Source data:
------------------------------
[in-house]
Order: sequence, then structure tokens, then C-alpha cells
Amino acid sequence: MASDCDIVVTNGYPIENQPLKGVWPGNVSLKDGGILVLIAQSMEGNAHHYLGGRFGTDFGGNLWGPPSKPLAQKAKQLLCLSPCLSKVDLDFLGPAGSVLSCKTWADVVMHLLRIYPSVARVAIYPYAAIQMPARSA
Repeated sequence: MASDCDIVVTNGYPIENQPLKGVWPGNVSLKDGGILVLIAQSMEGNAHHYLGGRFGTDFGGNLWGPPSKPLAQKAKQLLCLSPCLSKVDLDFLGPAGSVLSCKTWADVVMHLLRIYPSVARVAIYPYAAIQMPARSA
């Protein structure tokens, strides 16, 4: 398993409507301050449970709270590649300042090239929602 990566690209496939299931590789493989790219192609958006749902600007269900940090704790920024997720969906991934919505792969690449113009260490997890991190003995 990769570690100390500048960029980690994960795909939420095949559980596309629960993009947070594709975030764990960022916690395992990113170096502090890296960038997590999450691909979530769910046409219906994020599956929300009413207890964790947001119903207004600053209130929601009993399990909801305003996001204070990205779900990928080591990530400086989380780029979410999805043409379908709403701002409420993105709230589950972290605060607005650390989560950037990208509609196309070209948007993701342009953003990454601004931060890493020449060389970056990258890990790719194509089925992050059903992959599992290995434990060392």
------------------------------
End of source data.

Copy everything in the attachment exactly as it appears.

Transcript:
[in-house]
Order: sequence, then structure tokens, then C-alpha cells
Amino acid sequence: MASDCDIVVTNGYPIENQPLKGVWPGNVSLKDGGILVLIAQSMEGNAHHYLGGRFGTDFGGNLWGPPSKPLAQKAKQLLCLSPCLSKVDLDFLGPAGSVLSCKTWADVVMHLLRIYPSVARVAIYPYAAIQMPARSA
Repeated sequence: MASDCDIVVTNGYPIENQPLKGVWPGNVSLKDGGILVLIAQSMEGNAHHYLGGRFGTDFGGNLWGPPSKPLAQKAKQLLCLSPCLSKVDLDFLGPAGSVLSCKTWADVVMHLLRIYPSVARVAIYPYAAIQMPARSA
């Protein structure tokens, strides 16, 4: 398993409507301050449970709270590649300042090239929602 990566690209496939299931590789493989790219192609958006749902600007269900940090704790920024997720969906991934919505792969690449113009260490997890991190003995 990769570690100390500048960029980690994960795909939420095949559980596309629960993009947070594709975030764990960022916690395992990113170096502090890296960038997590999450691909979530769910046409219906994020599956929300009413207890964790947001119903207004600053209130929601009993399990909801305003996001204070990205779900990928080591990530400086989380780029979410999805043409379908709403701002409420993105709230589950972290605060607005650390989560950037990208509609196309070209948007993701342009953003990454601004931060890493020449060389970056990258890990790719194509089925992050059903992959599992290995434990060392």